My son breezed through this morning and asked me a question. “I see Rotary uses that little gear on their literature, so, what does it stand for, Rotary? I basically knew they were a fraternal, charitable organization. But his question stumped me.  I hadn’t given it much thought. I went to Wikipedia and learned that they stand for Service Above Self.  The cogged wheel symbolizes a rotating wheel  because the original founders rotated their meetings at each others houses. Rotary was so popular,  it grew  rapidly and steady meeting places are used by all Rotarians, now.  If you’d like to check out the link and read more:

en.wikipedia.org/wiki/Rotary_Club



The park is friendly and summer casual. Not many places can you dance bare foot.

Everyone was having a grand time including the band members:

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I have a special spot in my heart for Rotary because they sent my youngest daughter to Egypt on a Scholarship after she graduated High School. Her experience there was life changing, meaningful and rewarding. I am ever thankful to this group,  as is she.

Another highlight for me, is visiting with friends like Ginger La Jeunesse.

Shelly and Gene Cervantes.  You never see this couple without big  smiles.

Cindy, whose daughter I had only met once, yet I’ve known Cindy for twenty years. (I’ve misplaced Cindy’s last name, somehow.)

And Matt, who owns a coffee roasting business, informed me he had given up drinking coffee. He said he doesn’t need a pick-me-up in the morning and he just got bored with drinking it. And, I’ve just started drinking coffee after 38 years without it. I’ve only had four cups of coffee, these past four mornings. I decided to do it after reading in my Medical newsletter how good coffee is for you. In moderation, no more than six cups a day.

And, I chatted for a while with Liz and Steve Milliaire, the winemakers I credit with getting the wine movement really moving in this area. Liz doesn’t make wine but she was chief promoter when they moved here to make wine for Bardon Stevenot in 1979. They produce wonderful wines under their own label as well.  Ahh! Time well spent is its own reward.

 

 

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ARBUCKLES COFFEE

Once in awhile I get a fun email from someone about products we used that kids of today have never seen nor heard of.  They are all in fun and include things like running boards, candy cigarettes, a vaporizer, penny postcards, an egg beater and so on.  What is more surprising is how many branded items we used that are still around from my own parents time such as Vicks Vaporub, Cloverine Salve, Teat Balm, Kelloggs Cereals, Kool Aid,  Henna,  Ivory Soap, Twenty Mule Team Borax to name a few.  And, then there is Arbuckles Coffee. I ran into it at Hubbell’s Trading Post several weeks back.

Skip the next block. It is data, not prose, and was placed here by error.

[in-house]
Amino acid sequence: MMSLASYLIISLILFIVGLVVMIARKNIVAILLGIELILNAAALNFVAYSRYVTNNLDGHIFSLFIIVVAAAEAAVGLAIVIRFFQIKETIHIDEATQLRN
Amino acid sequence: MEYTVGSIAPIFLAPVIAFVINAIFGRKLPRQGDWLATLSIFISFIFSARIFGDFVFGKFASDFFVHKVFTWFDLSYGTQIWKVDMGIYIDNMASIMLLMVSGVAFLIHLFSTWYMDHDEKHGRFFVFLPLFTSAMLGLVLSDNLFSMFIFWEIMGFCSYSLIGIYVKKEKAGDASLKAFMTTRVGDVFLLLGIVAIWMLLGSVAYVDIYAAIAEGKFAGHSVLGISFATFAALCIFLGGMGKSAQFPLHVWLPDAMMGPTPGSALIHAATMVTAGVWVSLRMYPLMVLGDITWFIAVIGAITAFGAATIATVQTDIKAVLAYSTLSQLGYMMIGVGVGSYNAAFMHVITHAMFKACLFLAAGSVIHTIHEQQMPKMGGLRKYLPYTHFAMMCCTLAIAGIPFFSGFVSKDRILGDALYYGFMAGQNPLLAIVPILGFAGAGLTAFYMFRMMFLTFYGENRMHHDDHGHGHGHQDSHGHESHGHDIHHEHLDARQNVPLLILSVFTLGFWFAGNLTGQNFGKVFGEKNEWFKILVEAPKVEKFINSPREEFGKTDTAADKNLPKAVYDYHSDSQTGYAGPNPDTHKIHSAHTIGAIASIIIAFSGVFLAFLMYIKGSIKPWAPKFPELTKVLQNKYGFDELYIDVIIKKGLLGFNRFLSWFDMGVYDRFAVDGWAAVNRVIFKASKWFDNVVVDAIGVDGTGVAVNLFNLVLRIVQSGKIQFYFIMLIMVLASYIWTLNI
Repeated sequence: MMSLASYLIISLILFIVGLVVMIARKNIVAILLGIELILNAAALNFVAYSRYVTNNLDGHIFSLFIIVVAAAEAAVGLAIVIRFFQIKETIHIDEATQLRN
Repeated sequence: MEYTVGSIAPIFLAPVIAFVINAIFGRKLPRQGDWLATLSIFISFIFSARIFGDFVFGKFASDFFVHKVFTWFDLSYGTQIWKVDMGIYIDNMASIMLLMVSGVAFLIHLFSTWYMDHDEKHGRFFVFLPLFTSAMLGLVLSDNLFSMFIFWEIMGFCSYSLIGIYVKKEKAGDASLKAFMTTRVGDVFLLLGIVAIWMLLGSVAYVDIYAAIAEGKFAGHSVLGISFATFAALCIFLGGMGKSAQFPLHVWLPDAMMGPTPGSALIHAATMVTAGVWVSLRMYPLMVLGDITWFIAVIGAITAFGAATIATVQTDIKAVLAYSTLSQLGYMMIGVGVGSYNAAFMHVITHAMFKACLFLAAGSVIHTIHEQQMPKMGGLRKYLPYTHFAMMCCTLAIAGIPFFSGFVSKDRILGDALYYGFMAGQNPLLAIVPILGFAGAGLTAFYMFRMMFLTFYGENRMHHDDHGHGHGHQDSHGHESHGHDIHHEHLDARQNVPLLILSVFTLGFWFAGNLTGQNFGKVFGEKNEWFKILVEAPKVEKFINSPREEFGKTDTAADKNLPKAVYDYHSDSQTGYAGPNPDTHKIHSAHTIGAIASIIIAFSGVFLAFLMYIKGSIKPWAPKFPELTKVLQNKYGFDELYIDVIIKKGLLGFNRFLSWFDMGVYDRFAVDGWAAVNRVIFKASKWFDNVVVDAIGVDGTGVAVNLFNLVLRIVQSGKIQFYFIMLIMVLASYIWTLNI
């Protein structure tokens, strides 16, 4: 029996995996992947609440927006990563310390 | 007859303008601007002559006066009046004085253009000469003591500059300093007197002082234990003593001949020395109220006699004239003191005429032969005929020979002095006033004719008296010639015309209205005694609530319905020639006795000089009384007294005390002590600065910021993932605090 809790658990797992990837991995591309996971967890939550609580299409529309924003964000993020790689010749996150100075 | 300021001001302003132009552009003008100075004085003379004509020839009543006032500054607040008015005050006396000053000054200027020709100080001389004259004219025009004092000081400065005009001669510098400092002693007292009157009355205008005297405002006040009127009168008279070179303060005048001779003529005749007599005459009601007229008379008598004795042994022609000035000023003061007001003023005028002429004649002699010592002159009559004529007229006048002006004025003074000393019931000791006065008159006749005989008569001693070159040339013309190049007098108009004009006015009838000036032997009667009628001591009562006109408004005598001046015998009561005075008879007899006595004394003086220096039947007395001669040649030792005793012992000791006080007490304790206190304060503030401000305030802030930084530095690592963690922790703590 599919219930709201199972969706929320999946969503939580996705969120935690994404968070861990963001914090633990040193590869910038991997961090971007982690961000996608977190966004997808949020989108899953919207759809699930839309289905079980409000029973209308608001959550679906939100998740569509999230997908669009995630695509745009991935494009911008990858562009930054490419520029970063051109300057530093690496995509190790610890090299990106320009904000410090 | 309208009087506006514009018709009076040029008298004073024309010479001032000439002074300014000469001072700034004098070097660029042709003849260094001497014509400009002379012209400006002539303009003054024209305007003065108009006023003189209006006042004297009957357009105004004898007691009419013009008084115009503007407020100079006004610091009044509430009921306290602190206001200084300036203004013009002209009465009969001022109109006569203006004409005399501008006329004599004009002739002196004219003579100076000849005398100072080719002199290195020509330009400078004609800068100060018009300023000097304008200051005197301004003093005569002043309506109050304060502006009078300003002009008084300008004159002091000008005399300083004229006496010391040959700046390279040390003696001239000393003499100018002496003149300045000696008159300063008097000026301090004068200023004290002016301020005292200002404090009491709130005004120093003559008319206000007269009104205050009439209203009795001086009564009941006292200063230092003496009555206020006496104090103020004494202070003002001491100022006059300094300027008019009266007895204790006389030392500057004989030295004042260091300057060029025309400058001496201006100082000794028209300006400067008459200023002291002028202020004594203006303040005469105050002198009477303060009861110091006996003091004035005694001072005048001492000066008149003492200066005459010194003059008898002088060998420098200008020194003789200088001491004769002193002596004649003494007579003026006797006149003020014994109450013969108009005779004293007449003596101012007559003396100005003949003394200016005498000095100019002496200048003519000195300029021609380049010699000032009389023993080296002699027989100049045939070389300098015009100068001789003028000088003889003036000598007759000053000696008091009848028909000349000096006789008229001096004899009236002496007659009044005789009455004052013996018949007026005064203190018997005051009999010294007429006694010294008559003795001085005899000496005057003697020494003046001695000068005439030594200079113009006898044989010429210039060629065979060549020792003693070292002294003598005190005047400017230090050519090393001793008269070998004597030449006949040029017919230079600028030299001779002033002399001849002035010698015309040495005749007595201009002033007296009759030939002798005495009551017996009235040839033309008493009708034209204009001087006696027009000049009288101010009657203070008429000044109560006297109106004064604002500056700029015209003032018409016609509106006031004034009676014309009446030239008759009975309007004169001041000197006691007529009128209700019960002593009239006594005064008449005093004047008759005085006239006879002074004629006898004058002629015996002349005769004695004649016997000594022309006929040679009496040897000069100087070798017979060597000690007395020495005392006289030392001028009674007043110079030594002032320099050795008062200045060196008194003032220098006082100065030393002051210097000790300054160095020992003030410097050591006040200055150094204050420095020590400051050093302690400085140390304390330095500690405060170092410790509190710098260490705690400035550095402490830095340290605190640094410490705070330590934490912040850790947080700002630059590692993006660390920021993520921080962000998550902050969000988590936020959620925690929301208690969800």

Up until the close of the Civil War, coffee was sold green. It had to be roasted on a wood stove or in a skillet over a campfire. One burned bean would ruin the whole batch. In 1865 the Arbuckle brothers patented a process for roasting coffee beans and coating them with an egg and sugar glaze to seal in the flavor and aroma.  An instant success, the coffee was shipped all over the country in wooden crates  one hundred, one pound packages,  to a crate. Especially appreciated by Western chuck wagon cooks faced with the task of keeping their hands supplied with plenty of hot coffee out on the range.  The Arbuckles, good marketers that they were, sweetened the deal by supplying coupons in each bag redeemable for razors, scissors,wedding rings and all manner of  desirable notions. And, each package of Arbuckles came with  a stick of peppermint candy.   When the cook would call  “Who wanta candy?”  Some of the toughest hands were known to vie for the opportunity of manning the coffee grinder in exchange for that little  sweet reward. I had never heard of Arbuckles coffee, but it was so popular in the Western United States, many people had no idea there was any other brand.

The docent at Hubble’s said she saw it the very first time in a western movie, Broken Trails.  

To each generation is some memorable product.

My kids remember Ipana Toothpaste because of the catchy tune that went with it. “Brusha, brusha, brusha, New Ipana Toothpaste, it’s better for your teee-eeth.”

And, I remember Super Suds from their radio ad.  A child who couldn’t pronounce his S’s sang the ditty:  “Tooper Tuds, Tooper Tuds, no better tuds than Tooper Tud-uh- uds.

Kinda crazy what we remember.